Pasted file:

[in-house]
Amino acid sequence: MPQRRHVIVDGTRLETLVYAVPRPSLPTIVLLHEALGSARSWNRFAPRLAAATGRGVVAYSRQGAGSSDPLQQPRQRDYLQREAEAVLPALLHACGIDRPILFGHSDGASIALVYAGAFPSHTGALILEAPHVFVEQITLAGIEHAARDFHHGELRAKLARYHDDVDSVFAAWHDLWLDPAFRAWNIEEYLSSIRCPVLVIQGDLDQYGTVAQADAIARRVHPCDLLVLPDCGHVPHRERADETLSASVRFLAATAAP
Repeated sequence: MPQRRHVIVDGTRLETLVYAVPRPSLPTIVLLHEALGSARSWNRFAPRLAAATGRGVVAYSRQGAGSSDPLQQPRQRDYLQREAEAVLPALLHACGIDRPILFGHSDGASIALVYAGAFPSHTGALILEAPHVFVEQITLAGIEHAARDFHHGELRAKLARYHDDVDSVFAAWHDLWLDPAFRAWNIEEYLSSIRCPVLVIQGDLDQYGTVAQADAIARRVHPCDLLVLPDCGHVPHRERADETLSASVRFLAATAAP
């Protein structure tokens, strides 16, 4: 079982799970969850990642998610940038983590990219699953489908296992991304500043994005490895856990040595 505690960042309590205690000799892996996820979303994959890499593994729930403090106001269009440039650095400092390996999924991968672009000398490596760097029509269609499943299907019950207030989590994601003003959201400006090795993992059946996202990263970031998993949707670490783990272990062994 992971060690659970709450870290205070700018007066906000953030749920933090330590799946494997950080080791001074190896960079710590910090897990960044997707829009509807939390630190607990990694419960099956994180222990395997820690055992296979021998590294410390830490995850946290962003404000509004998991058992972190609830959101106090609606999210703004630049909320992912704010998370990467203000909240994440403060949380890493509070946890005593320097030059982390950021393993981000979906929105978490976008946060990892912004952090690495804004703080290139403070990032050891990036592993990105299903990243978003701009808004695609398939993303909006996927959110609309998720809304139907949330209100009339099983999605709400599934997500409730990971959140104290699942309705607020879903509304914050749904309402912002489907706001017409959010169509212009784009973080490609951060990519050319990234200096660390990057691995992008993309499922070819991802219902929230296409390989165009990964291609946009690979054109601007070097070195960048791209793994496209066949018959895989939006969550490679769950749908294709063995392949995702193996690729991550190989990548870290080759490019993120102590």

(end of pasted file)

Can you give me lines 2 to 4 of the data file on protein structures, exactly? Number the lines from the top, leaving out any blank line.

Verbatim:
Amino acid sequence: MPQRRHVIVDGTRLETLVYAVPRPSLPTIVLLHEALGSARSWNRFAPRLAAATGRGVVAYSRQGAGSSDPLQQPRQRDYLQREAEAVLPALLHACGIDRPILFGHSDGASIALVYAGAFPSHTGALILEAPHVFVEQITLAGIEHAARDFHHGELRAKLARYHDDVDSVFAAWHDLWLDPAFRAWNIEEYLSSIRCPVLVIQGDLDQYGTVAQADAIARRVHPCDLLVLPDCGHVPHRERADETLSASVRFLAATAAP
Repeated sequence: MPQRRHVIVDGTRLETLVYAVPRPSLPTIVLLHEALGSARSWNRFAPRLAAATGRGVVAYSRQGAGSSDPLQQPRQRDYLQREAEAVLPALLHACGIDRPILFGHSDGASIALVYAGAFPSHTGALILEAPHVFVEQITLAGIEHAARDFHHGELRAKLARYHDDVDSVFAAWHDLWLDPAFRAWNIEEYLSSIRCPVLVIQGDLDQYGTVAQADAIARRVHPCDLLVLPDCGHVPHRERADETLSASVRFLAATAAP
């Protein structure tokens, strides 16, 4: 079982799970969850990642998610940038983590990219699953489908296992991304500043994005490895856990040595 505690960042309590205690000799892996996820979303994959890499593994729930403090106001269009440039650095400092390996999924991968672009000398490596760097029509269609499943299907019950207030989590994601003003959201400006090795993992059946996202990263970031998993949707670490783990272990062994 992971060690659970709450870290205070700018007066906000953030749920933090330590799946494997950080080791001074190896960079710590910090897990960044997707829009509807939390630190607990990694419960099956994180222990395997820690055992296979021998590294410390830490995850946290962003404000509004998991058992972190609830959101106090609606999210703004630049909320992912704010998370990467203000909240994440403060949380890493509070946890005593320097030059982390950021393993981000979906929105978490976008946060990892912004952090690495804004703080290139403070990032050891990036592993990105299903990243978003701009808004695609398939993303909006996927959110609309998720809304139907949330209100009339099983999605709400599934997500409730990971959140104290699942309705607020879903509304914050749904309402912002489907706001017409959010169509212009784009973080490609951060990519050319990234200096660390990057691995992008993309499922070819991802219902929230296409390989165009990964291609946009690979054109601007070097070195960048791209793994496209066949018959895989939006969550490679769950749908294709063995392949995702193996690729991550190989990548870290080759490019993120102590």